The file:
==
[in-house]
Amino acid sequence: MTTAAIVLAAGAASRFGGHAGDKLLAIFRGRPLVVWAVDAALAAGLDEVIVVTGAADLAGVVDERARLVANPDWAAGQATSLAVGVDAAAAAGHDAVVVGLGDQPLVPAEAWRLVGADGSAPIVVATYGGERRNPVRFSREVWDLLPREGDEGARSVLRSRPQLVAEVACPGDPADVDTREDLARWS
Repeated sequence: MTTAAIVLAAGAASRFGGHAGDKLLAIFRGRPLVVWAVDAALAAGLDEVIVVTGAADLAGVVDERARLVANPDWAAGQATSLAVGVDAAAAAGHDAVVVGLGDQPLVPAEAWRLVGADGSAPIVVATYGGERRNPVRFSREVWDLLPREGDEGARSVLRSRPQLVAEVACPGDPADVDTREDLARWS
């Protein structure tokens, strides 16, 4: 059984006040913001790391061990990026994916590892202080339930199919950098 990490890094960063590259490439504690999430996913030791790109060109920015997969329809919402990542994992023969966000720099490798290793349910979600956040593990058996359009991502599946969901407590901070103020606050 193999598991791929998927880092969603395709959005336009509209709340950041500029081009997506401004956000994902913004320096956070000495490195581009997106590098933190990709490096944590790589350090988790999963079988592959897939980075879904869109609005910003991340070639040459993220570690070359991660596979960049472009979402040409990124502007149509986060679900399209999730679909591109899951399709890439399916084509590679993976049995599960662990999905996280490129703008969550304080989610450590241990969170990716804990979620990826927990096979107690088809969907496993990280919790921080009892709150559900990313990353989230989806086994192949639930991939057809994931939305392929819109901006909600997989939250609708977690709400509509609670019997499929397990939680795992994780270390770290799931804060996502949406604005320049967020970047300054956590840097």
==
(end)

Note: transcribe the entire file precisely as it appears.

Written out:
[in-house]
Amino acid sequence: MTTAAIVLAAGAASRFGGHAGDKLLAIFRGRPLVVWAVDAALAAGLDEVIVVTGAADLAGVVDERARLVANPDWAAGQATSLAVGVDAAAAAGHDAVVVGLGDQPLVPAEAWRLVGADGSAPIVVATYGGERRNPVRFSREVWDLLPREGDEGARSVLRSRPQLVAEVACPGDPADVDTREDLARWS
Repeated sequence: MTTAAIVLAAGAASRFGGHAGDKLLAIFRGRPLVVWAVDAALAAGLDEVIVVTGAADLAGVVDERARLVANPDWAAGQATSLAVGVDAAAAAGHDAVVVGLGDQPLVPAEAWRLVGADGSAPIVVATYGGERRNPVRFSREVWDLLPREGDEGARSVLRSRPQLVAEVACPGDPADVDTREDLARWS
């Protein structure tokens, strides 16, 4: 059984006040913001790391061990990026994916590892202080339930199919950098 990490890094960063590259490439504690999430996913030791790109060109920015997969329809919402990542994992023969966000720099490798290793349910979600956040593990058996359009991502599946969901407590901070103020606050 193999598991791929998927880092969603395709959005336009509209709340950041500029081009997506401004956000994902913004320096956070000495490195581009997106590098933190990709490096944590790589350090988790999963079988592959897939980075879904869109609005910003991340070639040459993220570690070359991660596979960049472009979402040409990124502007149509986060679900399209999730679909591109899951399709890439399916084509590679993976049995599960662990999905996280490129703008969550304080989610450590241990969170990716804990979620990826927990096979107690088809969907496993990280919790921080009892709150559900990313990353989230989806086994192949639930991939057809994931939305392929819109901006909600997989939250609708977690709400509509609670019997499929397990939680795992994780270390770290799931804060996502949406604005320049967020970047300054956590840097």